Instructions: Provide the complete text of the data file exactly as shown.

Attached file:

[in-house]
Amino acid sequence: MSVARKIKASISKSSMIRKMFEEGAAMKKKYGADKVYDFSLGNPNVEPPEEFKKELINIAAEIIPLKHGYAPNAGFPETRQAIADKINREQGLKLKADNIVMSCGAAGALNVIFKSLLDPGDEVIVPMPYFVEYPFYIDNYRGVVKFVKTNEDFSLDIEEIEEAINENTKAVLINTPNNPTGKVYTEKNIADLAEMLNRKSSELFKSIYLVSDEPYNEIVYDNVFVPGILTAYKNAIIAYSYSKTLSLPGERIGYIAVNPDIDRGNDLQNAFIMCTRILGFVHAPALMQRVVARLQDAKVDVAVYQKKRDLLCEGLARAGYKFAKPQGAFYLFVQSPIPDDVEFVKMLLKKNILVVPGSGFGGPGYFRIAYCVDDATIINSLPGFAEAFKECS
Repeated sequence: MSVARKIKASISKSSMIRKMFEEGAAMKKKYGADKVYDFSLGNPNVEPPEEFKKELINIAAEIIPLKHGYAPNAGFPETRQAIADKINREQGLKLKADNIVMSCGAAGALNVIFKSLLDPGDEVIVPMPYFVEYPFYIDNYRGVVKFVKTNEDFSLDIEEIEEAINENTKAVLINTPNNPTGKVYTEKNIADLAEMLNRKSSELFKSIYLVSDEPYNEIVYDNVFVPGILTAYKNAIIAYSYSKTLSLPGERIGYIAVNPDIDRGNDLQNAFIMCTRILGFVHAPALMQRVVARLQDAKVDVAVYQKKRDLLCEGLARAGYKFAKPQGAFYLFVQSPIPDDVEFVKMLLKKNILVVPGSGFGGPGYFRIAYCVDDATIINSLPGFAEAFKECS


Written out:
[in-house]
Amino acid sequence: MSVARKIKASISKSSMIRKMFEEGAAMKKKYGADKVYDFSLGNPNVEPPEEFKKELINIAAEIIPLKHGYAPNAGFPETRQAIADKINREQGLKLKADNIVMSCGAAGALNVIFKSLLDPGDEVIVPMPYFVEYPFYIDNYRGVVKFVKTNEDFSLDIEEIEEAINENTKAVLINTPNNPTGKVYTEKNIADLAEMLNRKSSELFKSIYLVSDEPYNEIVYDNVFVPGILTAYKNAIIAYSYSKTLSLPGERIGYIAVNPDIDRGNDLQNAFIMCTRILGFVHAPALMQRVVARLQDAKVDVAVYQKKRDLLCEGLARAGYKFAKPQGAFYLFVQSPIPDDVEFVKMLLKKNILVVPGSGFGGPGYFRIAYCVDDATIINSLPGFAEAFKECS
Repeated sequence: MSVARKIKASISKSSMIRKMFEEGAAMKKKYGADKVYDFSLGNPNVEPPEEFKKELINIAAEIIPLKHGYAPNAGFPETRQAIADKINREQGLKLKADNIVMSCGAAGALNVIFKSLLDPGDEVIVPMPYFVEYPFYIDNYRGVVKFVKTNEDFSLDIEEIEEAINENTKAVLINTPNNPTGKVYTEKNIADLAEMLNRKSSELFKSIYLVSDEPYNEIVYDNVFVPGILTAYKNAIIAYSYSKTLSLPGERIGYIAVNPDIDRGNDLQNAFIMCTRILGFVHAPALMQRVVARLQDAKVDVAVYQKKRDLLCEGLARAGYKFAKPQGAFYLFVQSPIPDDVEFVKMLLKKNILVVPGSGFGGPGYFRIAYCVDDATIINSLPGFAEAFKECS